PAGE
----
“People assume solar is a do-gooder decision, but in reality, the numbers have to be there or people won’t make the investment, so rebates were really important,” said Albrecht, who is a renewable energy specialist for Solar Service Inc., a Niles-based solar installation company.
Most of those installing solar systems are from the middle or middle-upper class, Albrecht said.
In 2006, the Druckers, who had Solar Service Inc. install their panels, paid $17,956 out-of-pocket for their 14 solar thermal and solar photovoltaic panels. They received both a federal tax credit and a state rebate.
Harry predicts it will take another five years for the panels to pay off.
The cost of Paul and Kim’s 20 panels in 2015 was $10,488 after a 20 percent discount for taking part in the Solar Chicago program was applied, as well as a federal tax credit and state rebate. They are waiting for the state to release funds for solar renewable energy credits, a program in which they enrolled last summer that is supposed to pay quarterly based on solar production.
Those looking to install systems now may not see as many incentives while funds remain intangible.
“Illinois’ policies have been very broken and they’ve been quite unreliable,” Albrecht said. “You never know if you’re going to get assistance in purchasing a system.”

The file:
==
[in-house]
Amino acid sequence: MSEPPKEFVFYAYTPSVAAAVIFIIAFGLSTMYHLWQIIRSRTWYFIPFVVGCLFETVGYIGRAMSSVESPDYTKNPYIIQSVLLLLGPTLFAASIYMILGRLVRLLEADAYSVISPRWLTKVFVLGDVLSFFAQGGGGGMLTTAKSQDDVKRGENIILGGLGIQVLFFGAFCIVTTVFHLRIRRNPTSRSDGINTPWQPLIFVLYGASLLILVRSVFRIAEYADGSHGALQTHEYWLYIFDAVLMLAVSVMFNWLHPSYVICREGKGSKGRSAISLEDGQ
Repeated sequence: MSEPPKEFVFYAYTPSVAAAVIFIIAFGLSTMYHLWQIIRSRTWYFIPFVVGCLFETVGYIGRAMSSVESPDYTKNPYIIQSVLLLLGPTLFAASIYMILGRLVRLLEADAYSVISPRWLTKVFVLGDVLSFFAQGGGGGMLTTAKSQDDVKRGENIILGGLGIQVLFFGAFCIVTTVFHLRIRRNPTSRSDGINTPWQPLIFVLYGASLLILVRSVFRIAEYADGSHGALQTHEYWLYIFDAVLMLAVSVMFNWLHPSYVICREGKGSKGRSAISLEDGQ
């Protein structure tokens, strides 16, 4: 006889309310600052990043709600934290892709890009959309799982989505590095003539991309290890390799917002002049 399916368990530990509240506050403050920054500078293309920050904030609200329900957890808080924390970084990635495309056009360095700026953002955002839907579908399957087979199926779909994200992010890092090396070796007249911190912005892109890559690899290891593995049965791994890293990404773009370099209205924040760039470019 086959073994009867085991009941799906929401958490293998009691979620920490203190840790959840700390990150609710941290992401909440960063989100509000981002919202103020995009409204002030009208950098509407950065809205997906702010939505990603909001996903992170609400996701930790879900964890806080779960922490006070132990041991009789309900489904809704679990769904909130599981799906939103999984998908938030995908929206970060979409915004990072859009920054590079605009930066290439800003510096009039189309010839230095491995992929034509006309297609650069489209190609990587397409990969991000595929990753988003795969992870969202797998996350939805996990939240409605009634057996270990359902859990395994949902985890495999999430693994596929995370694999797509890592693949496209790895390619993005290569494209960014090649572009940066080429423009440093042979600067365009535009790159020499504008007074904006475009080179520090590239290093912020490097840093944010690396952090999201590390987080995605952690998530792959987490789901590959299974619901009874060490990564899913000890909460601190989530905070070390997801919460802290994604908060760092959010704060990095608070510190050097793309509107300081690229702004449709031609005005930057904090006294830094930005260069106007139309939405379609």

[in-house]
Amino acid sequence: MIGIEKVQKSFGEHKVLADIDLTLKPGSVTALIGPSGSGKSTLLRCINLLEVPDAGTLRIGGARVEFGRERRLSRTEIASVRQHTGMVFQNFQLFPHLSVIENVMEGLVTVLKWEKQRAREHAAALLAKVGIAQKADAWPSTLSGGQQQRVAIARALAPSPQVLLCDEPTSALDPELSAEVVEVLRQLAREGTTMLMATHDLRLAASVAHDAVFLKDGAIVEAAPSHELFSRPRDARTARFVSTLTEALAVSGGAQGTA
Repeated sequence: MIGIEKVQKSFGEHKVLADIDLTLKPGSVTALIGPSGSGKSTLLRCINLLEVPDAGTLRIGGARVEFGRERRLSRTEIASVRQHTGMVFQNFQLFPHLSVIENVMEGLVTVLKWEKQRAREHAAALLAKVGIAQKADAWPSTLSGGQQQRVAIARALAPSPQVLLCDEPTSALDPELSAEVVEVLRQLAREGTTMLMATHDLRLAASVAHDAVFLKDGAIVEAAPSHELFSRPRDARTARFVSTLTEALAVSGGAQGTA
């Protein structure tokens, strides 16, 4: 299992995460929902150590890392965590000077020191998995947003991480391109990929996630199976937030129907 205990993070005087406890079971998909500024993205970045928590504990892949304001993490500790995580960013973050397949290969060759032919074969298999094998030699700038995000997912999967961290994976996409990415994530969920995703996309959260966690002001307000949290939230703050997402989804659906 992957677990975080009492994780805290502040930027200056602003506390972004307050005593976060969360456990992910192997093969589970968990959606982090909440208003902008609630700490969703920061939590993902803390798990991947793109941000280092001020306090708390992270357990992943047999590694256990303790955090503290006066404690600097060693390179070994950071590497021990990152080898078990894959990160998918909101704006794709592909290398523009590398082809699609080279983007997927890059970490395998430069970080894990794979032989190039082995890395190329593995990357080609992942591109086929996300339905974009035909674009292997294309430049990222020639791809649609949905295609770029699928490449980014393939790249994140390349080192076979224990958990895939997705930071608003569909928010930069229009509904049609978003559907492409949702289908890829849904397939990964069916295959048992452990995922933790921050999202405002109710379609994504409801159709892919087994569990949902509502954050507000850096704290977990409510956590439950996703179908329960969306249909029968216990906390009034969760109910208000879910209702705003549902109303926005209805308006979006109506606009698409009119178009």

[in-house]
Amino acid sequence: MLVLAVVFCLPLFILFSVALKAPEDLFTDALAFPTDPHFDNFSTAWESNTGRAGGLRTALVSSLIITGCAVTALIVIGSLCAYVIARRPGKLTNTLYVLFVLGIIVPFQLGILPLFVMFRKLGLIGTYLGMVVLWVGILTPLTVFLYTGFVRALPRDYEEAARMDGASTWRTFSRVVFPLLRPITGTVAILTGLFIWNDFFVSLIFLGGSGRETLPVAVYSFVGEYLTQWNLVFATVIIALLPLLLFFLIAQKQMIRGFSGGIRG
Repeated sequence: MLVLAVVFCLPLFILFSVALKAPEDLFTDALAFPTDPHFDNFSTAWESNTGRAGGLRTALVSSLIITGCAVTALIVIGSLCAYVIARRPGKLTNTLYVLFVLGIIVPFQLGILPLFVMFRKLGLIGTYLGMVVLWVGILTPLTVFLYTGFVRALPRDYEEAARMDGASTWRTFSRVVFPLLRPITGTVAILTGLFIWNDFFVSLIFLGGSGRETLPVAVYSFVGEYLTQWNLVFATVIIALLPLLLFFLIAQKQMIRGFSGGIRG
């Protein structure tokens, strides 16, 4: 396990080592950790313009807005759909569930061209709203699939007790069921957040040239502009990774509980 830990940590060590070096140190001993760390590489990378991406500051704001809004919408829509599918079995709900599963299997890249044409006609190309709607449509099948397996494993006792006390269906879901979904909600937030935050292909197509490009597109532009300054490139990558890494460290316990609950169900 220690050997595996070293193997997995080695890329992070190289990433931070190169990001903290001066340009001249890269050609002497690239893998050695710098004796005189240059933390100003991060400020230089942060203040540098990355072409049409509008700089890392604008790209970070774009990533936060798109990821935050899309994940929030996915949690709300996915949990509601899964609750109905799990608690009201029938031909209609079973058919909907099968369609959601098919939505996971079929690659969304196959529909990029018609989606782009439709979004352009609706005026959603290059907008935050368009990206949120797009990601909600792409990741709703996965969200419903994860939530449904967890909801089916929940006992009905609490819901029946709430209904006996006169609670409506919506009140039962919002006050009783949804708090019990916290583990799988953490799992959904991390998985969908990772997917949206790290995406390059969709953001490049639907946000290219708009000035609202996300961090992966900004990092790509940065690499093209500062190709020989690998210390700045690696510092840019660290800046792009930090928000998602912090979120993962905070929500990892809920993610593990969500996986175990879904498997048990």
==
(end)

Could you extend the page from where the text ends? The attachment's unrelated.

The benefits of solar
But for those ready to dole out some cash — and patience — for these systems, there are benefits.
An electric bill of the Druckers’ in May totaled 68 cents for electric use — the lowest they’ve seen. At its highest, their bill has been $35.
Paul Doughty and Kim Rode installed their system when their daughter encouraged them to do so after she came home from a field trip with the fourth-grade class at Harper Elementary School to see the Druckers’ system.
“It was daunting at first to learn about this, particularly if you’re not of an engineering bend,” Doughty said. “But it’s a good investment for the home, and it makes it more attractive.”
“People are really curious about it,” Kim added. “Being able to tell others about it has opened a lot of people’s eyes.”
And of course, many value feeling green.
“We look everywhere and we see the opportunity to make clean, renewable energy,” Beth Drucker said.
Doughty suggested looking for those opportunities: “You can do more than filling up your recycling bin to call yourself green.”